Interest in Jags QB unexpectedly grows

Updated: February 10, 2004, 9:55 AM ET
By Len Pasquarelli | ESPN.com

Gibbs back at work after visit to emergency room
Redskins coach Joe Gibbs, 63, was taken to the emergency room at Flagler Hospital in St. Augustine, Fla., for a diabetic reaction due to an insulin imbalance during his visit with Jags quarterback Mark Brunell.

Gibbs, who was treated and released that night, returned to work Tuesday.

Gibbs started to feel poorly on his Monday afternoon flight from Washington and was given some M&Ms on the plane to boost his sugar level. When Brunell met Gibbs at the airport in St. Augustine, Gibbs asked the quarterback to drive him to a hospital.





Gibbs, diagnosed several years ago, revealed his diabetes during his introductory press conference when he returned to the Redskins last month.

"He had an imbalance in his insulin, they gave him the required dosage to correct the imbalance and he went on his way," Redskins spokesman Karl Swanson told the Washington Post. "They didn't keep him there. They gave him what he needed and he left."

-- ESPN.com news services

Information from The Associated Press was used in this report.

Monday's meeting between coach Joe Gibbs and Mark Brunell may have inched the Redskins closer to trading for the quarterback. But news of a possible deal has generated interest from other teams that had expected Brunell to become a free agent, and that ultimately could delay their deal from getting done.

And that ultimately could delay Washington in getting a deal done.

Gibbs and Brunell huddled at an unspecified location -- sources told ESPN.com the site it was the Orlando area -- to get better acquainted and to gauge whether the Redskins and Brunell might be a good fit. The meeting was arranged over the weekend.

The meeting was interrupted when Gibbs had a medical emergency related to his diabetes. But after visiting a hospital, he returned to the dinner with Brunell.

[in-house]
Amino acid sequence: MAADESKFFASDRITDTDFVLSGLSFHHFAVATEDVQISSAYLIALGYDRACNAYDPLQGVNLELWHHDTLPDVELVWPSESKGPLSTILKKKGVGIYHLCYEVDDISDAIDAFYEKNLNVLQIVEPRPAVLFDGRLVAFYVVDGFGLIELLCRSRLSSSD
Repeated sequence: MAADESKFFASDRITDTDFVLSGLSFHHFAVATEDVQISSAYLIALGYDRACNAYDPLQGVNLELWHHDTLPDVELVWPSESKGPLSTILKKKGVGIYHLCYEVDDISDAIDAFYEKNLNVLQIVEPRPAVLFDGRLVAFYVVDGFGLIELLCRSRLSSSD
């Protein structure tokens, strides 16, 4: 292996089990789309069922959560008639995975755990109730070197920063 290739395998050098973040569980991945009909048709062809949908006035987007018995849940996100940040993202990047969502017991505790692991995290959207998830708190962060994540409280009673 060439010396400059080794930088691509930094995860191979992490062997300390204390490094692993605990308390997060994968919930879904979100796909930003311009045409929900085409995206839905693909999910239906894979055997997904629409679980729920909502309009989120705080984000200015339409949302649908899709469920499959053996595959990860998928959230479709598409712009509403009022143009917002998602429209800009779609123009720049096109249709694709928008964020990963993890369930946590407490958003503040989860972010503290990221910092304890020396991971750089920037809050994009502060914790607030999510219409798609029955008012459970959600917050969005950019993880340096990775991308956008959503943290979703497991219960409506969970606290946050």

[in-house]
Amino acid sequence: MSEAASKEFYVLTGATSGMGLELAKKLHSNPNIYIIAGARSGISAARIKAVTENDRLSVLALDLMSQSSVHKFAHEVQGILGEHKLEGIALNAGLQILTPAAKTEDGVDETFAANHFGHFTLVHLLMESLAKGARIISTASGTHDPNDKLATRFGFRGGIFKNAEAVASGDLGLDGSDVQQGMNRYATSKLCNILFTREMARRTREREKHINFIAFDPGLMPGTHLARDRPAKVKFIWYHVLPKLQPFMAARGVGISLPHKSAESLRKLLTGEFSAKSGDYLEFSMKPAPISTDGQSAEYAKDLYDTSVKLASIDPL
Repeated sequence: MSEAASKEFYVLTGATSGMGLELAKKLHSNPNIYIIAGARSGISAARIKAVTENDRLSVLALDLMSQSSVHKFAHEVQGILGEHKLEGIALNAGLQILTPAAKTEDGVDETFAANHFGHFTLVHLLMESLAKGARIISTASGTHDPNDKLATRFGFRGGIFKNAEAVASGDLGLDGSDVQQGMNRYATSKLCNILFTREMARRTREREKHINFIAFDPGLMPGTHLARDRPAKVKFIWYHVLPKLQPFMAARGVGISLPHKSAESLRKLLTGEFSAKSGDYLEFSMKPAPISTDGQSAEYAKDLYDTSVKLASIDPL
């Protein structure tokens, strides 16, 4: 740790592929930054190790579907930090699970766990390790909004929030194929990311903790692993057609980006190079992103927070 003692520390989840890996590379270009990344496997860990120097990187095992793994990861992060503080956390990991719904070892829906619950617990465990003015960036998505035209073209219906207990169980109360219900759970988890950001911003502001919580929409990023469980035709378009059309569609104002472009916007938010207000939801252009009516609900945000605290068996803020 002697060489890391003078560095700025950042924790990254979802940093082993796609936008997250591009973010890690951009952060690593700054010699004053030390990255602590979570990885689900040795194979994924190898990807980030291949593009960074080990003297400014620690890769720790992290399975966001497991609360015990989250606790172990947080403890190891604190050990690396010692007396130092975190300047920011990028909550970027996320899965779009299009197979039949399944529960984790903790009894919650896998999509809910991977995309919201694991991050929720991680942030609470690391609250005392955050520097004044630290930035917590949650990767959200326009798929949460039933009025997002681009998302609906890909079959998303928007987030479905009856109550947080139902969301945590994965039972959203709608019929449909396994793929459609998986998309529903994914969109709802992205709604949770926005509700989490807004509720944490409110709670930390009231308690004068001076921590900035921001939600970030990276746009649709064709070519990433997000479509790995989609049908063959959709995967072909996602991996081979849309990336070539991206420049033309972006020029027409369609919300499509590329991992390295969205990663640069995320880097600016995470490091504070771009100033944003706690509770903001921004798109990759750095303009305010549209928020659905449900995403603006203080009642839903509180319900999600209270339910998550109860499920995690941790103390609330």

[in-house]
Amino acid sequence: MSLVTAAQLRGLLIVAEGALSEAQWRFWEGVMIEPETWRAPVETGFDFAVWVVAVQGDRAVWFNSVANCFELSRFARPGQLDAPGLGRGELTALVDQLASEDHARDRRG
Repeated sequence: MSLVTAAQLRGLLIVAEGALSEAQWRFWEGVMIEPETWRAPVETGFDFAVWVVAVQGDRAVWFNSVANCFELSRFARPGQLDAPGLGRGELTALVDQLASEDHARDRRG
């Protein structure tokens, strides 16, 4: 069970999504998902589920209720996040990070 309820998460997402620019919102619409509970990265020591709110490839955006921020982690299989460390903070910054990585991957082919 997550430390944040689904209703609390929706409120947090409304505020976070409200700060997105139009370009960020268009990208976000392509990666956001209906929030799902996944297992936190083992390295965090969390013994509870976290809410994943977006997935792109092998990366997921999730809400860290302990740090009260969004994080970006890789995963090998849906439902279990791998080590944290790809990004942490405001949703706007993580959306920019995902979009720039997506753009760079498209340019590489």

Although the NFL has entered the moratorium during which no deals are allowed before March 3, the Redskins originally hoped to quietly reach a basic agreement to acquire Brunell this week.

But the Redskins' plans were revealed Saturday by ESPN.com. The result: Other teams interested in getting their hands on Brunell, but hoping the Jaguars would release him before he is due a March 1 roster bonus of $2 million, have entered the fray because they now realize the only way to get him is via a trade.

Much to the chagrin of the Redskins, who wanted to consummate a trade before other teams realized what was happening, they're up against many Brunell competitors.

Already it is believed that the interest of at least two other teams, Miami and San Diego, has driven up Brunell's price tag. Sources said Washington was originally prepared to part with a middle-round choice in the 2004 draft to land Brunell, but it now appears any team that adds the 11-year veteran will have to surrender at least a second-round selection.

There are some Jacksonville officials, now intent on slowing the process in order to get the best offers from all suitors, who feel they might even be able to land a first-round pick. That is, however, very unlikely. There have been various reports the Dallas Cowboys are party to the Brunell derby, but league sources have so far debunked that notion.

So confident are the Jaguars that they will fetch a high-round choice for Brunell that they will retain his rights through March 1, if necessary, and pay him the $2 million bonus that he is due then. Such a move would reduce the cap relief the club had planned on, but might also help to drive up its asking price.

League sources reiterated that the Redskins and Jaguars were very close to agreement on the trade parameters before Saturday's report. Said one source: "That got the attention of every other team interested in the guy. Suddenly, it dawned on them that they might have to trade for him. It's put the (Jacksonville) in an advantageous position and kind of turned it into a seller's market for them. They've got to be thrilled."